This is demonstrably untrue. Bad things happen usually happen in unexpected ways, and the worst bad things definitionally happen in production. If this weren’t the case, you wouldn’t have massive industries built around production observability, APM, and incredibly sophisticated tooling in the largest ecosystems to help analyze production failures rooted in programming faults.

I argue that this is because people are using error reporting tools that go around the static analysis in most languages. The time I need a backtrace in Ocaml is when some code threw an exception that I wasn’t expecting, or I made a human mistake and forgot to handle it. This very well could be confirmation bias but this issue has never happened to me when using result because the errors are always in my face. There is never a hidden error. So I don’t need a backtrace to figure out how I got to a point where the weird exception was raised.

2 Likes

A former friend once told me that he always checks every return-code. He wrote systems-level code (comms, storage) so sure. I’ve read and debugged massive piles of code in my job troubleshooting websphere dumpster fires. And sure, there were lots of times that code would “swallow” Runtime (unchecked) exceptions. But there were also lots of times that code would swallow checked exceptions, for want to anything else to do. The idea that somehow most application programmers actually know what to do with many of the exceptions they see … is somewhat unrealistic.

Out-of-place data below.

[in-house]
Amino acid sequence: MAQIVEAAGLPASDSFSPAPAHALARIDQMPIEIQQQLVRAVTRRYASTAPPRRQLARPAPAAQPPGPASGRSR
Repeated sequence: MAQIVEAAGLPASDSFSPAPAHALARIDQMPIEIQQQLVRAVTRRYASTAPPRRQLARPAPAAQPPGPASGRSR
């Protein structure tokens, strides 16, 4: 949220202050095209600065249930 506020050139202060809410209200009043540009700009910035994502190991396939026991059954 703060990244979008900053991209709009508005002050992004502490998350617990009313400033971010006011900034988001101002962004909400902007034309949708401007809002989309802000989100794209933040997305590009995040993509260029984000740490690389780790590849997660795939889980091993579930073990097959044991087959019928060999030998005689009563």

Let me say that differently: sure, for the OCaml community of hard-core researchers and (maybe) systems-jocks, expecting everybody to handle every exception and error is reasonable. But for the community into which you all expect OCaml to make inroads (unless you think that Reason/bucklescript/whatever are doomed), these assumptions are counterfactual. Backtraces exist and are valuable because people don’t handle errors well. That’s [that people don’t properly handle their error-conditios] a reality of all application programming in all environments, across all time.

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Unless you are extremely careful (wrapping all functions that can potentially can throw an exception), exceptions can still leak and finding those without a backtrace is hard.